US bans asbestos after decades of industrial resistance

The chlor-alkali industry, which utilizes asbestos in diaphragms for chemical synthesis, is now compelled to transition towards safer alternatives.


The long-awaited ban on the most common form of asbestos, chrysotile, marks a historic victory for public health in the United States. Announced by the Environmental Protection Agency (EPA), this move aligns the U.S. with over 50 countries that have already outlawed this cancer-causing substance, putting an end to decades of relentless pushback from industries reliant on its use.

EPA Administrator Michael Regan made the announcement, emphasizing the undeniable science behind the decision: “Asbestos is a known carcinogen that has severe impacts on public health.” This regulatory action signals a pivotal shift as the agency embarks on a mission to safeguard American families, workers, and communities from toxic chemicals.

Asbestos exposure, particularly through inhalation of its tiny fibrous strands, is linked to a host of severe illnesses, including lung and ovarian cancer, asbestosis, and mesothelioma. Alarmingly, over 40,000 deaths in the U.S. each year are attributable to asbestos-related conditions.

Though the prevalence of asbestos in consumer products has significantly diminished over the years, the EPA’s ban specifically targets residual uses in certain products such as some gaskets and aftermarket automotive components. Moreover, it initiates a phase-out of asbestos diaphragms employed by the chlor-alkali industry, a sector that has historically utilized asbestos in the production of essential chemicals.

Arthur Frank, a seasoned professor of environmental and occupational health at Drexel University, points out that while the rule is a step forward, it falls short of a total prohibition. Asbestos, according to Frank, remains present in numerous buildings and products nationwide, highlighting the ban’s limited scope.

The journey to this landmark regulation has been fraught with challenges. Previous endeavors to ban asbestos met with formidable opposition, particularly from the chlor-alkali industry, which benefited from a notable exemption in the EPA’s 1989 prohibition attempt. This initial rule was eventually nullified by federal courts, citing excessive burdens on industries, thereby stalling further regulatory efforts for decades.

The turning point came with the 2016 amendment to the Toxic Substances Control Act, which revitalized the EPA’s mandate to regulate hazardous chemicals more effectively. This recent ban is the first significant rule finalized under the revamped legislation, heralding a new era in chemical safety enforcement.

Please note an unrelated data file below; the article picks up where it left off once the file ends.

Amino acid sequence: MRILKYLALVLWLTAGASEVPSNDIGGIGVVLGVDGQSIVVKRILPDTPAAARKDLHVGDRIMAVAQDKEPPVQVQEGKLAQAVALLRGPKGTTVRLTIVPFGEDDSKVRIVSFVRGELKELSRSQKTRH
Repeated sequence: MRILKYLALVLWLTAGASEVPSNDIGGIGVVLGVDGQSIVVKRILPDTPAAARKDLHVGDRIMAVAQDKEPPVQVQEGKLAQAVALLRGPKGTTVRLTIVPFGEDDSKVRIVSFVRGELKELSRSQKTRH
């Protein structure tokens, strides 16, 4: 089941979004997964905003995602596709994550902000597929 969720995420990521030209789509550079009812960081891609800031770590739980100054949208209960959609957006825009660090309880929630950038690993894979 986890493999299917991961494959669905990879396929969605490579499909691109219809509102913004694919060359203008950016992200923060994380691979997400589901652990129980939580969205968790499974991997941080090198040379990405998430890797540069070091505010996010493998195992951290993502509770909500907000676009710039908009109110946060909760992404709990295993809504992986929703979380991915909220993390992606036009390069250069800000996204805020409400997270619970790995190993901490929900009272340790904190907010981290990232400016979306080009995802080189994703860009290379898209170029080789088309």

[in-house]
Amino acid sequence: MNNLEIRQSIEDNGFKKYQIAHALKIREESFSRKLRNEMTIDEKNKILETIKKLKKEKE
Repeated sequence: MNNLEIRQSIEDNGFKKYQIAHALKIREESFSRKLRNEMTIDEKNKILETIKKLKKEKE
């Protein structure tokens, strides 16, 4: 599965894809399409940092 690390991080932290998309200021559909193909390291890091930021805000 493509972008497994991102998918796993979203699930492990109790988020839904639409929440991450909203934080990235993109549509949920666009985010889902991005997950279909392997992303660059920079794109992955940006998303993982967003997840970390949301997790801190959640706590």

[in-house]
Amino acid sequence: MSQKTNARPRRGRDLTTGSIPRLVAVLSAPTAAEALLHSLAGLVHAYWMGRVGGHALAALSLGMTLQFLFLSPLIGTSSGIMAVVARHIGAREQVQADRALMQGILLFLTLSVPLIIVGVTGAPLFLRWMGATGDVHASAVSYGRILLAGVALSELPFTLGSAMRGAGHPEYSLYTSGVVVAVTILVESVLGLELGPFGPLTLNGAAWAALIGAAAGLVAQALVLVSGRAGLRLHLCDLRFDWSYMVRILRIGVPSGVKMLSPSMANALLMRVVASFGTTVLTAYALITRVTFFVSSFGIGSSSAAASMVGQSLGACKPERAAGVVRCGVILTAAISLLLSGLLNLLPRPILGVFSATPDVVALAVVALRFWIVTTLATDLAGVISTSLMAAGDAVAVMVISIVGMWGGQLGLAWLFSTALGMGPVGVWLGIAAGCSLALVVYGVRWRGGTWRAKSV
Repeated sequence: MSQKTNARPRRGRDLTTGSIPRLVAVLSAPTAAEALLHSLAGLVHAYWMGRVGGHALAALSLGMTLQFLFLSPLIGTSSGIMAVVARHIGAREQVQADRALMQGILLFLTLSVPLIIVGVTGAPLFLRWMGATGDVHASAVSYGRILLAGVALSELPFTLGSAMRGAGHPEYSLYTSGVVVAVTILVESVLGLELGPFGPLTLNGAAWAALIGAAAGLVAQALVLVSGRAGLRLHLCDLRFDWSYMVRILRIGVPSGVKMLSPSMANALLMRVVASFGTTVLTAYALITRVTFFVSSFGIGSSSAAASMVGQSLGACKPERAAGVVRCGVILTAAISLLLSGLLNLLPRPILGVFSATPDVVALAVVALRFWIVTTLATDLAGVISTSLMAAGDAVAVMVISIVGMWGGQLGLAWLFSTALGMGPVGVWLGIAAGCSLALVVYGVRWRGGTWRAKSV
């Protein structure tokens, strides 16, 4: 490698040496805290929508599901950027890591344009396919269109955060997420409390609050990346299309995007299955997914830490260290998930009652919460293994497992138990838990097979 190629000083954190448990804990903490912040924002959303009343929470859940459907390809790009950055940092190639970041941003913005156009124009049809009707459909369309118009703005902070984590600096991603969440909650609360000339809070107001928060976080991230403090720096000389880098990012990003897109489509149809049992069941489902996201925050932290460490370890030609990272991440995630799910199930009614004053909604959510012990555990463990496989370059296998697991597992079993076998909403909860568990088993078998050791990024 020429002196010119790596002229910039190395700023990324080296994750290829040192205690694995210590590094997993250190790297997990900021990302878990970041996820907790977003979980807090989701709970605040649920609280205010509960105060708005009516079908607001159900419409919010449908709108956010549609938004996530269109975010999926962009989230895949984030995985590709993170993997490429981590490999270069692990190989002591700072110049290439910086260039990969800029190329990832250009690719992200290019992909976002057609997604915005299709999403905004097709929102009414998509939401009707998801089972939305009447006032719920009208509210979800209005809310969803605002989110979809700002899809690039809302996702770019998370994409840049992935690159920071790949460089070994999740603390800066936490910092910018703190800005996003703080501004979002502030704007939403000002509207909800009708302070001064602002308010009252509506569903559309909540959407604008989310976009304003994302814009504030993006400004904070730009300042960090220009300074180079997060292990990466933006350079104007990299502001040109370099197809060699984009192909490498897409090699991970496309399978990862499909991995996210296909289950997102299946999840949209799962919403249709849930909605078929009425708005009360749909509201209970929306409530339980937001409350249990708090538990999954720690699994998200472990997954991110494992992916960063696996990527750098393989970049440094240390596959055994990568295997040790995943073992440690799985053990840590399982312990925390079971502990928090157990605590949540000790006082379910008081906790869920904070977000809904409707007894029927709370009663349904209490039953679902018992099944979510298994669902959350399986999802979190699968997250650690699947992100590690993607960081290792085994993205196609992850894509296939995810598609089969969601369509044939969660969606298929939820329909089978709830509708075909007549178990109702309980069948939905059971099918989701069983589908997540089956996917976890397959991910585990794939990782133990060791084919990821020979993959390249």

The chlor-alkali industry, which utilizes asbestos in diaphragms for chemical synthesis, is now compelled to transition towards safer alternatives. The EPA’s structured timeline allows the industry to gradually phase out asbestos use, aiming for a complete shift to non-asbestos technologies within the next five to twelve years, depending on the facility.

The ban also extends to several asbestos-containing products, including oilfield brake blocks, aftermarket automotive brakes, and linings, with enforcement set to commence six months post-rule enactment. Additionally, sheet gaskets containing asbestos will face prohibition two years following the rule’s effective date, albeit with certain exceptions.

Reactions to the EPA’s announcement have been overwhelmingly positive, with labor unions and environmental groups lauding the decision as a monumental step towards eradicating a longstanding public health menace. Liz Shuler, president of the AFL-CIO, praised the “groundbreaking, landmark protection,” acknowledging the decades-long battle unions have waged against asbestos.

Similarly, environmental advocates, such as the Environmental Working Group, have welcomed the EPA’s decisive action. Senior Vice President Scott Faber remarked on the historical significance, stating, “It’s been more than 50 years since EPA first sought to ban some uses of asbestos, and we’re closer than ever to finishing the job.”

Political figures have also voiced their support, with Sen. Jeff Merkley and the Congressional Progressive Caucus recognizing the ban as a crucial first step towards a future devoid of asbestos exposure. “An immediate ban on the import of chrysotile asbestos for the chlor-alkali industry is a long overdue step forward for public health,” said Senator Merkley. “However, it cannot be the end of the road when it comes to phasing out other dangerous asbestos fibers, and Congress has a role to play here when it comes to providing stronger protections for our health.”


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